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2

Your first option are thickeners. I won't be counting them all off my fingers, see http://blog.khymos.org/recipe-collection/ and choose the ones which fit your dietary restrictions. For example, gelatine will work, and so will starch. You'd need to cook your smoothie and let it cool for the starch, but you could alternatively prepare a thickish starch ...


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My favorite smoothie thickener is chia seed. A tablespoon will thicken a blender of smoothie into pudding. According to the internet it is also a low FODMAP food. It is a small, black seed which will change the texture a bit. With raspberry or strawberry or vanilla they are lost among the other seeds. It has the added benefit of being neutrally flavored ...


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I have a feeling Glucomanan (konjac root) would work well for you. It's fairly easy to source online and in some stores, and is super simple to use in smoothies. You add 1/4-1/2 tsp of the powder per cup or so of liquid and blend in high until it starts to make a glug-glug sound and leave to rest for a minute. At this point you can drink it, or blend again ...


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What happens if you simply adjust the solid: liquid ratio? I.E use a bit less milk? I would also perhaps suggest using more banana.


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Yes, if you consider some kosher sausage to be a sausage, and therefore a substitute for a non-kosher sausage. No, if you want a sausage which is "like" blood sausage. It's pretty much like itself, and not much else, other than "it's a sausage", in which case, see above.


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The difficulty in answering this question is that the texture and taste of "normal" cured bacon can vary so much depending on processing. At least for the U.S., my guess is that many people who have bought stuff labeled "uncured bacon" are actually experiencing the differences of processing techniques, rather than any major difference related to "cured" vs. ...


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I find the texture of uncured bacon to be much firmer than cured when it is cooked the same way. The meaty portion seems to be a bit tougher in uncured bacon. Even though it may be not quite so healthy to eat cured bacon, the texture and taste are more to my liking. Since I only eat bacon once in a while, I am opting for the cured version. This is ...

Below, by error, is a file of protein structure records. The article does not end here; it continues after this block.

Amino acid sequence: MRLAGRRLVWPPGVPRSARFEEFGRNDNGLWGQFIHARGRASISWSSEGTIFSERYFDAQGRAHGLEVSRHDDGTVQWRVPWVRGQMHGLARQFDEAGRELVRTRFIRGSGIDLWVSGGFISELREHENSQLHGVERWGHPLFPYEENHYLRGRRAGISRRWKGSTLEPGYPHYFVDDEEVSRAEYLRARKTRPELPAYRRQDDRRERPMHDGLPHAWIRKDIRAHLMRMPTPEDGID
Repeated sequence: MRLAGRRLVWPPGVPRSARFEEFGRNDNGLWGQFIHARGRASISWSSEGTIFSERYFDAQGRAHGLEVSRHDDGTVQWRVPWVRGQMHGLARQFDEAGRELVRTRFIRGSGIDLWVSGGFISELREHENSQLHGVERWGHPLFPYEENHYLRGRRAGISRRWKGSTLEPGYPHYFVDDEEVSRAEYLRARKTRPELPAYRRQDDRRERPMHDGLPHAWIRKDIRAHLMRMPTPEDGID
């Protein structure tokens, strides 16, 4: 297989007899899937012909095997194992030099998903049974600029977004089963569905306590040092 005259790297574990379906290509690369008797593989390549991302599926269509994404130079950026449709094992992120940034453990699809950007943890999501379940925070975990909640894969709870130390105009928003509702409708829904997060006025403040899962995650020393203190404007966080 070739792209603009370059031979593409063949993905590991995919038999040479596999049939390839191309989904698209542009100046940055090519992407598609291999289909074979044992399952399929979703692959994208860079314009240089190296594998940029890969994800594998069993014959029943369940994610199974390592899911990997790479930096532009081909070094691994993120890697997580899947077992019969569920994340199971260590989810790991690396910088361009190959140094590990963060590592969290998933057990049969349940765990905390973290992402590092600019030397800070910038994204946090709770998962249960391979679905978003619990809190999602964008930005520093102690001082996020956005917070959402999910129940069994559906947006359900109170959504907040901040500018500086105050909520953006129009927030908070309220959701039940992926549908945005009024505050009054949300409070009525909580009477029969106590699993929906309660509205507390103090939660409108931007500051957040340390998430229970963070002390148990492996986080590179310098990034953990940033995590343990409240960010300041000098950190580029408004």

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I had no coconut milk, so instead I used 1% low fat milk and honey, and I have to say the result was a surprisingly great tasting curry. Here's the rest of the ingredients I used: 1 can of garbanzo beans Veggie oil and coconut oil 1 onion 1 garlic clove Approx. 1 tsp of coriander About 2 tsp of curry powder A dash of garlic salt. 2 fresh green spicy ...


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There are quite a few vegan Worcestershire sauces on the market already. I've used both Annie's and The Wizard's lately, and both are adequate (I think I prefer the latter; it has a more traditional flavor).


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One of the best substitutes I've found is Mushroom Catsup. Don't be fooled by the name, it is a thin, brown sauce with plenty of savory flavor, not really similar to the thick tomato stuff we are familiar with. Given the relative historical timing, it may be that Worcestershire sauce was a substitute for mushroom catsup in traditional cooking. I've tried ...


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I usually use cashews and nutritional yeast to make a vegan cheese sauce. You could also add some miso paste for extra "cheese" flavor. Just blend it with some unsweetened almond milk in a food processor until it's creamy. It's so easy to make! :-) Or you could also buy vegan cheese at the store. My favorite is Daiya I made a vegetarian breakfast casserole ...



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